So, definitely plugging into your peers or to these networking groups is a great tool. Visa and MasterCard put out two of the best tools that we were able to use as a gauge for where we needed to direct our fraud research I guess you could say. And with Visa it is the CAMS Report, I'm not sure what the security alert is for MasterCard, but it is a list of card numbers that they know have been compromised or believe have been compromised. So what we've done both of the institutions I have worked at is to take those reports, put them into a database, we also have a database of the fraud that is occurring and every month, twice a month, just on a regular basis, run those card numbers up against the fraud that is occurring, and after you see the spike then you can take it to the lines of business and say, hey we need to shut these off; we need to turn them off, reissue them, because we are fixing to have a huge spike off this list. Because the cost of reissuing is oftentimes prohibitive, as these lists can be massive. But once you see the spike you at least have the ammunition to tell them we now have confirmation fraud is occurring on this group of cards, and we need to do something, whether that be run a report to show your highest balance customers and just shut them off to mitigate your losses, or whether you shut the entire list of cards off and reissue them. At least you know and you can subscribe to those from Visa and MasterCard both, and those work very well.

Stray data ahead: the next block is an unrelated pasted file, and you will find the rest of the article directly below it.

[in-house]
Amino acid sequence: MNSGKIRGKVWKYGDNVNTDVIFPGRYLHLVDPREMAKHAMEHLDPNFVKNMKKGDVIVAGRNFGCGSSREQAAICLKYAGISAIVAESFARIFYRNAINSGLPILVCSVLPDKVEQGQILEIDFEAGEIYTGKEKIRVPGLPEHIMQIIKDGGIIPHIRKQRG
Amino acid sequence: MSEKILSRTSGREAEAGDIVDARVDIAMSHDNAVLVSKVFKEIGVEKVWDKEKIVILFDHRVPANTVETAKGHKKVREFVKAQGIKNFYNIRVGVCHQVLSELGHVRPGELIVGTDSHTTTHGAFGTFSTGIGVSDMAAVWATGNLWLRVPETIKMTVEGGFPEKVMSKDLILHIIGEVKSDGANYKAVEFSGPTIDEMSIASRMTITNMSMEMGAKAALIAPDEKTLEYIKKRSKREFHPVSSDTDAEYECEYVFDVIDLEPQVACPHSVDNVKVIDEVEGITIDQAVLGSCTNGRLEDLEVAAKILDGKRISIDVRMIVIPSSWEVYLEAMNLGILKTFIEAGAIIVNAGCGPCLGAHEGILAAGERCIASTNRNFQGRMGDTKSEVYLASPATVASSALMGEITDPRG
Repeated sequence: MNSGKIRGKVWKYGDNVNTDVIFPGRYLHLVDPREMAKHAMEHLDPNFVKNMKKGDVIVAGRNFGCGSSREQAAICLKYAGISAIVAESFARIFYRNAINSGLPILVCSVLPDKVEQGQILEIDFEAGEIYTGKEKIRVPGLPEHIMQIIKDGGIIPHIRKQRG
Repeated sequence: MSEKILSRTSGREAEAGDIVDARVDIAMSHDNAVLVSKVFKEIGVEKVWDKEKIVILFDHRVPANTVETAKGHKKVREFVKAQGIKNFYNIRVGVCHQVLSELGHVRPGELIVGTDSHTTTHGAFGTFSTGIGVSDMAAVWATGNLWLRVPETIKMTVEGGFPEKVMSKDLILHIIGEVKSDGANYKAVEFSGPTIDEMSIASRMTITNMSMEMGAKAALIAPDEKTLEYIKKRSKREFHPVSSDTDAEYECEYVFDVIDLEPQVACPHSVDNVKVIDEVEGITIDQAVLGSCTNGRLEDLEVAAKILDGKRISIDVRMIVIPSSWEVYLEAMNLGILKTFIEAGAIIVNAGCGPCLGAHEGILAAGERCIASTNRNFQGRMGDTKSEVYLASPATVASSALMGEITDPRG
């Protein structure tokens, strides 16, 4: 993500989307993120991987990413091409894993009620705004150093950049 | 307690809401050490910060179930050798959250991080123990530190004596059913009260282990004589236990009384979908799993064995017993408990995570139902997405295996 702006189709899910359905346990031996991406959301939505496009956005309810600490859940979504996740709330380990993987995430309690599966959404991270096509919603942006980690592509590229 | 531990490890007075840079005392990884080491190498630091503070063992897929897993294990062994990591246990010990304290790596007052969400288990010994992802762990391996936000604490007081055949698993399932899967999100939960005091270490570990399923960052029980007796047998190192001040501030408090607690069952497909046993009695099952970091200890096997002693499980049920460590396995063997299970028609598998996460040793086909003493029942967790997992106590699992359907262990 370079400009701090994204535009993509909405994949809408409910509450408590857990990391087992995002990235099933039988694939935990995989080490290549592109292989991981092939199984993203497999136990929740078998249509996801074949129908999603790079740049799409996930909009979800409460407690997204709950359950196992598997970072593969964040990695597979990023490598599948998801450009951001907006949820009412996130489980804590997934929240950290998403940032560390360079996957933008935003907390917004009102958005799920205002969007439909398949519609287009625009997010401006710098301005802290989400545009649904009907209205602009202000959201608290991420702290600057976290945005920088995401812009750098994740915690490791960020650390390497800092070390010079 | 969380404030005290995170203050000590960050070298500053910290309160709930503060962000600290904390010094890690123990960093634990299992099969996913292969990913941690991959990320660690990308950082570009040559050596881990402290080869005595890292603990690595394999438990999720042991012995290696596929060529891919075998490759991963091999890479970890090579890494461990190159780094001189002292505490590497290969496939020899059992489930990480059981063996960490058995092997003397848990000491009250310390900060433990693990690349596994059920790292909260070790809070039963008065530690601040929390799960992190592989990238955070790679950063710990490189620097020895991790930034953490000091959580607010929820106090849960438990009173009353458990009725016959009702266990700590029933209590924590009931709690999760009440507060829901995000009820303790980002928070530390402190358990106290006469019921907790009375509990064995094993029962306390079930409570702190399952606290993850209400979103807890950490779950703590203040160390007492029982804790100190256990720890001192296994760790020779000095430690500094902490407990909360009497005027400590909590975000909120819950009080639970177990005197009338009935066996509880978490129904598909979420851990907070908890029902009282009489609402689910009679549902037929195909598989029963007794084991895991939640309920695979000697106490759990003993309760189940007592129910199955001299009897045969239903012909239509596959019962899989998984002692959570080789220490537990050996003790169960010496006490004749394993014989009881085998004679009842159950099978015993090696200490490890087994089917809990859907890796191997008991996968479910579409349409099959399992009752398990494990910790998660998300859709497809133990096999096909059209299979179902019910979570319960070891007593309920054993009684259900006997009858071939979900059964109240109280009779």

FIELD: Sure. What has been least effective or less effective in your experience?